How do you handle ravine lot redevelopment?

Saving Old Leaside

It is said that “ravines are to Toronto what canals are to Venice.” Ravine lots tend to be large, with extensive tree cover, even providing opportunities for exciting wildlife encounters! No surprise that ravine lots are some of Leaside’s most sought after properties. Residential ravine lots in Leaside are restricted basically to Rykert Crescent and Killdeer Crescent, which hug the south bank of the West Don River.

Ravine lots are also ‘hazard lands’ and subject to the policies of the Toronto and Region Conservation Authority, and as a result the developable land tends to be much reduced compared with the total area of the property. This means that the redevelopment of original homes in the Rykert/Killdeer area (which were built in the early 1950s) frequently involves applications for “minor” variances for higher density (Floor Space Index–FSI).

A recent Committee of Adjustment application for minor variances at 112 Rykert Crescent illustrates both the higher density application and also the strong resident engagement in the protection of the ravine and its greenscape, and avoiding over-development of the ravine lots. This application first came to the North York Committee of Adjustment on April 4, 2019, when, facing neighbour opposition, it was deferred at the applicant’s request to make adjustments, and then again on July 4, when it was approved by the Committee with, in my opinion, minor modifications proposed by the applicant. 

While the allowable density (FSI) for the area is 0.6, the original application for 112 Rykert requested FSI of 0.82, which was reduced to 0.81 in the second application, both being 33% over the allowable. There were also variances in length, front yard setback and height. Neighbours were significantly opposed, with 15 letters of opposition submitted, plus letters from the LPOA and Councillor Jaye Robinson. Note: the letters from the neighbours were individually composed and written submissions, not form letters applicants sometimes try to have neighbours sign. Five families also attended the July 4th meeting.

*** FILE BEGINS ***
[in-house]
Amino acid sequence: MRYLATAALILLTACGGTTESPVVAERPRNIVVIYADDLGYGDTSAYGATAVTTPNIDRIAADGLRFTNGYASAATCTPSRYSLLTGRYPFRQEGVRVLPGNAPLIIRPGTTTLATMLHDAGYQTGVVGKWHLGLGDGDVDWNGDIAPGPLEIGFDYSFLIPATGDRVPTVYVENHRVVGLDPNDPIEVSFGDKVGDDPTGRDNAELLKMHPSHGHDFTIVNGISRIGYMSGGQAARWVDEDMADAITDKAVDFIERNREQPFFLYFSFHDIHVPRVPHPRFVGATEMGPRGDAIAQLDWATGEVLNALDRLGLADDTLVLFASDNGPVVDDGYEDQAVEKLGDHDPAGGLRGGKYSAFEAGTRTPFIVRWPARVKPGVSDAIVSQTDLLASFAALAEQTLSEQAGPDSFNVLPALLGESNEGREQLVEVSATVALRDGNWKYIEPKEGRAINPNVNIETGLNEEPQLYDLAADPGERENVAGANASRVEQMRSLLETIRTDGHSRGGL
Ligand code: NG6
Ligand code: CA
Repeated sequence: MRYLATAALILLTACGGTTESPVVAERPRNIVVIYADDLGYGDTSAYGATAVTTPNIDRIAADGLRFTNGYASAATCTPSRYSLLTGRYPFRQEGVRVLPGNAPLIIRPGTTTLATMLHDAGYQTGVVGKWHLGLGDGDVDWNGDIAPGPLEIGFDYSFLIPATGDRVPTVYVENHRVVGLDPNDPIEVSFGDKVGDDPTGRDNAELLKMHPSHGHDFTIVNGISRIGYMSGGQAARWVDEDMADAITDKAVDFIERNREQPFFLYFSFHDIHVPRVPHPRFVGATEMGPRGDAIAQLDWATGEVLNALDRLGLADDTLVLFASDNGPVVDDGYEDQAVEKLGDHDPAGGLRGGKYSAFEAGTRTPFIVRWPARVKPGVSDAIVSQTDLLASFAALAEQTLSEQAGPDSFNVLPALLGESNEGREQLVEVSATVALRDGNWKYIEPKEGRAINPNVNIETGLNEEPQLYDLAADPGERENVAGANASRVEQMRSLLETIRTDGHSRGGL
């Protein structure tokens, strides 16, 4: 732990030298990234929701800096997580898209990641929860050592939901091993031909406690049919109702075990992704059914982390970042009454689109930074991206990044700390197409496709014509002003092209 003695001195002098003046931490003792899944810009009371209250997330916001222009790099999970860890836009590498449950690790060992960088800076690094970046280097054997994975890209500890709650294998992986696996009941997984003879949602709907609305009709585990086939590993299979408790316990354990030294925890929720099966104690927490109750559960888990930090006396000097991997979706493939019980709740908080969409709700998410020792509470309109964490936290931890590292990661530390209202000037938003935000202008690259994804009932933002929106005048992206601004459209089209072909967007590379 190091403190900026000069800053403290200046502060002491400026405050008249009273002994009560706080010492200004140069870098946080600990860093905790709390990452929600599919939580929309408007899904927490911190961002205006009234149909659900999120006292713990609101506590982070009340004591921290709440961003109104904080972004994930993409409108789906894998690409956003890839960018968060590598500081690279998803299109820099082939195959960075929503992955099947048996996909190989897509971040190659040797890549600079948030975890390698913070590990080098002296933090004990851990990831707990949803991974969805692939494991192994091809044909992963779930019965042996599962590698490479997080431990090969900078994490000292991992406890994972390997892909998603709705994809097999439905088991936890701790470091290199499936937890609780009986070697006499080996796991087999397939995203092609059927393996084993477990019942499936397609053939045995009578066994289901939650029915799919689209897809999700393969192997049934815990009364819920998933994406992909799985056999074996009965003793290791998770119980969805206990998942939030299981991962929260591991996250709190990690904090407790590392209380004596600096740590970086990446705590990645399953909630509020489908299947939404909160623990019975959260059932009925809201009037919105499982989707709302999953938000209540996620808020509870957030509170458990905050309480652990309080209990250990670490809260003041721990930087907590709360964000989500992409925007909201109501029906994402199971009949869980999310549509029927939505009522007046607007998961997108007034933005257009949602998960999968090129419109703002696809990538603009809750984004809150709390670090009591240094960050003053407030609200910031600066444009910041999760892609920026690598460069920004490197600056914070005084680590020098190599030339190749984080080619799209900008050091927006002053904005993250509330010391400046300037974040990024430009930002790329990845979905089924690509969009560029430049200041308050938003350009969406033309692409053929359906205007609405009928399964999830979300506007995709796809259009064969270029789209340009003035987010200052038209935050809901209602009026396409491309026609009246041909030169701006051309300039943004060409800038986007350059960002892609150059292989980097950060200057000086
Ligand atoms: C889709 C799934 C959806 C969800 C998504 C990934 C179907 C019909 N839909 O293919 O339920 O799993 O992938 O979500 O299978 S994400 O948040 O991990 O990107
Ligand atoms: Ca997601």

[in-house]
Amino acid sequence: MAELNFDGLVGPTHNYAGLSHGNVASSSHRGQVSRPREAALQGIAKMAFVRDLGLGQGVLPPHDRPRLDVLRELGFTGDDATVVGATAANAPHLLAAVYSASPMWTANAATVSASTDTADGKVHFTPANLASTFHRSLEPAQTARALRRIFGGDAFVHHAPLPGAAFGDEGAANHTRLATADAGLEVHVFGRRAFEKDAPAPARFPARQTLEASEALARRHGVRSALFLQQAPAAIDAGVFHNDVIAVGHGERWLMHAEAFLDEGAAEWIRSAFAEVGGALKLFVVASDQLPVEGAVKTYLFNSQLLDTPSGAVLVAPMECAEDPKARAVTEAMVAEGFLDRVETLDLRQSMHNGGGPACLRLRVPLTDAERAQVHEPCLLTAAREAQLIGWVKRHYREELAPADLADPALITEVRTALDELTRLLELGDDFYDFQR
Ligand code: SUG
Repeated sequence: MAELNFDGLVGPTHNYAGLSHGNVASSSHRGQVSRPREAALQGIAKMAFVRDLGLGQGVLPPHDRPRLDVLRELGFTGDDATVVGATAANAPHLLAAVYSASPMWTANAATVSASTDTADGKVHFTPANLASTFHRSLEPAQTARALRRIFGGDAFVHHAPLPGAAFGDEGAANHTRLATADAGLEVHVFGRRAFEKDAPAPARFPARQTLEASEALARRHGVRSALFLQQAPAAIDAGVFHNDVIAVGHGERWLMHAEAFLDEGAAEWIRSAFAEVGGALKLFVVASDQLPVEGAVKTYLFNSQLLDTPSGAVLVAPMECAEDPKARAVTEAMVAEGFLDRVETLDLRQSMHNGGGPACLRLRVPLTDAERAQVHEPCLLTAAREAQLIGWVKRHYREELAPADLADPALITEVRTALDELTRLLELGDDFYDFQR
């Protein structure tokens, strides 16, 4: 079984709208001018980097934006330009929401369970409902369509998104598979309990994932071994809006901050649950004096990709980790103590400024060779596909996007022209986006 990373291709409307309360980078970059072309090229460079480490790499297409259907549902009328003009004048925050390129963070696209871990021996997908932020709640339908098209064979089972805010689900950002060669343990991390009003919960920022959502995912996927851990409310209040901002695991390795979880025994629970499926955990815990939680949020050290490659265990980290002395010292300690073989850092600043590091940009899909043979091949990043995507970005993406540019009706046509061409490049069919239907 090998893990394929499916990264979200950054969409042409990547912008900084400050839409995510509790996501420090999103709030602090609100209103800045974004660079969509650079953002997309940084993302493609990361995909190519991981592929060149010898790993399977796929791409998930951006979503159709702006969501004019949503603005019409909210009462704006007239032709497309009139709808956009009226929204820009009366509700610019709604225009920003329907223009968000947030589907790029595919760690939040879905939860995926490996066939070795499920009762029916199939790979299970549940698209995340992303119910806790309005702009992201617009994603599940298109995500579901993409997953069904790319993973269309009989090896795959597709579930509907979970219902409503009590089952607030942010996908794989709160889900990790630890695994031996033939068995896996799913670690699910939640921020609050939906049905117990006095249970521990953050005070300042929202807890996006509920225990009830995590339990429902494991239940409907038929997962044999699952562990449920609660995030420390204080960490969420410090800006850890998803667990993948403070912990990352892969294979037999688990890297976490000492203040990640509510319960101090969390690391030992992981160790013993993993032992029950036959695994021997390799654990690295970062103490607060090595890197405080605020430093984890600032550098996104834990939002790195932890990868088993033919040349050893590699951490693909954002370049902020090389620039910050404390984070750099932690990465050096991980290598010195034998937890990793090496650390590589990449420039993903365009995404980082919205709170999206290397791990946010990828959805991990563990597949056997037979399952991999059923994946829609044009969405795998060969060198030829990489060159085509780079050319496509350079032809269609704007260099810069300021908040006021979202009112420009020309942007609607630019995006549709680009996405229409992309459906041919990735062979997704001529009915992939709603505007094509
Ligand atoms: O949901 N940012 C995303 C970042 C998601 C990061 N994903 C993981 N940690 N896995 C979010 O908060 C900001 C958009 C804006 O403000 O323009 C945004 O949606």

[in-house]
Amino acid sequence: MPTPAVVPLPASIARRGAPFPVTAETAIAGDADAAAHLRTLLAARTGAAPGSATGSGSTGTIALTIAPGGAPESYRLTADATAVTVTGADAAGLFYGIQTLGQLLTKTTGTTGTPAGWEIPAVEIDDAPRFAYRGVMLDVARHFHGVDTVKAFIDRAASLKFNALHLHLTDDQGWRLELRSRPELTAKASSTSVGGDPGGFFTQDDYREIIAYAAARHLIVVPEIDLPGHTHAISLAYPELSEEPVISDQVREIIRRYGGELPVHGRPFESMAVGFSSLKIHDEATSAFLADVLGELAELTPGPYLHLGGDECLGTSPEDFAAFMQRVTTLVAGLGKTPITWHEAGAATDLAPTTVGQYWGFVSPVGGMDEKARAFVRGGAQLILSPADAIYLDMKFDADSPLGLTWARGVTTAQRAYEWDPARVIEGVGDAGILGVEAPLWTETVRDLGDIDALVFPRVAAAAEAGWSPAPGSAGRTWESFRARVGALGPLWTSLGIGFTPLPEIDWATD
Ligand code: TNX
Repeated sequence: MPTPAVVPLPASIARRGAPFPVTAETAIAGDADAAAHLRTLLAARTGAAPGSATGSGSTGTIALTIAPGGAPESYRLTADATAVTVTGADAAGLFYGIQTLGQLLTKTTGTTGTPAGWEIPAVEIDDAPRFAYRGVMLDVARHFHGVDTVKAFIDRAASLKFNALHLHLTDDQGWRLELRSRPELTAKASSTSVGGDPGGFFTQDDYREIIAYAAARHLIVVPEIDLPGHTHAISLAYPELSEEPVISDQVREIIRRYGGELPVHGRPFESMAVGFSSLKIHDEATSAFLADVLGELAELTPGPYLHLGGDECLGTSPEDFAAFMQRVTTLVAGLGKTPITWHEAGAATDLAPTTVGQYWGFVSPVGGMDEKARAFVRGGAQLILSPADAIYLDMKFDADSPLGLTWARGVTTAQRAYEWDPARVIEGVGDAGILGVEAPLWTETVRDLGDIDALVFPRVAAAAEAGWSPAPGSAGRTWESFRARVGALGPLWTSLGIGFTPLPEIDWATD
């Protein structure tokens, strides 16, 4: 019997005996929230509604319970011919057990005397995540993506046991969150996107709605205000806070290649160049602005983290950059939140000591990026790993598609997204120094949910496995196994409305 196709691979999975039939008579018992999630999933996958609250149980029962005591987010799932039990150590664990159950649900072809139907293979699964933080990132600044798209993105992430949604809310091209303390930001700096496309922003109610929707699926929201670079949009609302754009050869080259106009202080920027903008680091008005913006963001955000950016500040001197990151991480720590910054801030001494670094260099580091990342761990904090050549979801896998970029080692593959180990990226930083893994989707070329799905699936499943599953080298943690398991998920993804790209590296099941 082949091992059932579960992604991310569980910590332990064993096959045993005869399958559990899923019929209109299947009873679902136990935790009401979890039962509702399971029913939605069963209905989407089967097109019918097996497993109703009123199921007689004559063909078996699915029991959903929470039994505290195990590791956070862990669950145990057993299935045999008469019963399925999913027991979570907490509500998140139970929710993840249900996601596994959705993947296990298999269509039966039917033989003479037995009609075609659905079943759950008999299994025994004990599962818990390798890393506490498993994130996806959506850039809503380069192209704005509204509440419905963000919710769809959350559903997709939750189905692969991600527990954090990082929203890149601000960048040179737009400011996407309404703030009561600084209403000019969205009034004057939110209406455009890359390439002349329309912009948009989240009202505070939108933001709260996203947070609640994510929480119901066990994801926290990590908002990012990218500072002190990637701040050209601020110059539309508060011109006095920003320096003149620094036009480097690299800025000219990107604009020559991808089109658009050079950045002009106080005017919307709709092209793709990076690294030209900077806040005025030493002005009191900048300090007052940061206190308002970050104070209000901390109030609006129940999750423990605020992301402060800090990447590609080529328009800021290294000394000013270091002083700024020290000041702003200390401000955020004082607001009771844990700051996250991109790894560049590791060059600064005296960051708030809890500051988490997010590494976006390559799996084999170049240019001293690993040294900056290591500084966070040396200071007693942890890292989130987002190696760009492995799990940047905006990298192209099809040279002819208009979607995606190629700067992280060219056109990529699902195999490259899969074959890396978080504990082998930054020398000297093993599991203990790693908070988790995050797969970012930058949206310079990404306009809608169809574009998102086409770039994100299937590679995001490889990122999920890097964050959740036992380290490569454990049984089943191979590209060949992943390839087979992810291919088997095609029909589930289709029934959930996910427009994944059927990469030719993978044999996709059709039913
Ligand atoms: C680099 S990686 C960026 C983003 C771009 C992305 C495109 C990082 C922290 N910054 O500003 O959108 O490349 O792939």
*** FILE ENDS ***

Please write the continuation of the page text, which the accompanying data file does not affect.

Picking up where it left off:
The procedure of the hearing is such that applications where there is “opposition” are held, to follow those where there is no one present to speak to the item other than the proponent. As a result, the neighbour group for the Rykert application waited for the item to be called for some four hours after the posted time for the 15 or so scheduled items. About 15 minutes before the item was eventually called, the architect for the applicant came over and asked to speak to the group outside the hearing room. He said his client had agreed to changes – which were mostly to reduce the total length of the building slightly, resulting in a reduction in the FSI from 0.81 to 0.79. The group pointed out that they were “minor” changes compared with the requested variances, and objected that changes were coming at such a late hour.  The presentation from the group, led by the next door neighbour to the east, who has a background in physical geography and geology, questioned the appropriateness of the “stable top of slope line” as well as the variances themselves. In my (humble) opinion it was the most impressive presentation (from either proponent or opposition) I have seen in the course of attending multiple Committee of Adjustment hearings.     

A motion was made to refuse the application, but this failed to get a seconder. The second motion was to approve the application with the modifications as proposed by the applicant. It passed, likely because the Committee bought the applicant’s argument that this was not an average lot, and because of the ravine there was less land to develop. Sure – but let’s face it – that is the “baggage” that comes with developing a ravine lot! 

Each decision of ever larger permitted density creates a precedent, yet the fact that this is a ravine lot with its unique situation gets missed. What do we learn from this? The Committee is perverse and cannot be relied on to listen to the community’s one voice. How sad!

About Geoff Kettel 115 Articles
Geoff Kettel is a community connector and advocate for “making places better”. He is currently Co-President of the Leaside Property Owners’ Association, Co-Chair of the Federation of North Toronto Residents‘ Associations (FoNTRA), and Chair of the North York Community Preservation Panel. He writes a monthly column on heritage and planning in Leaside Life.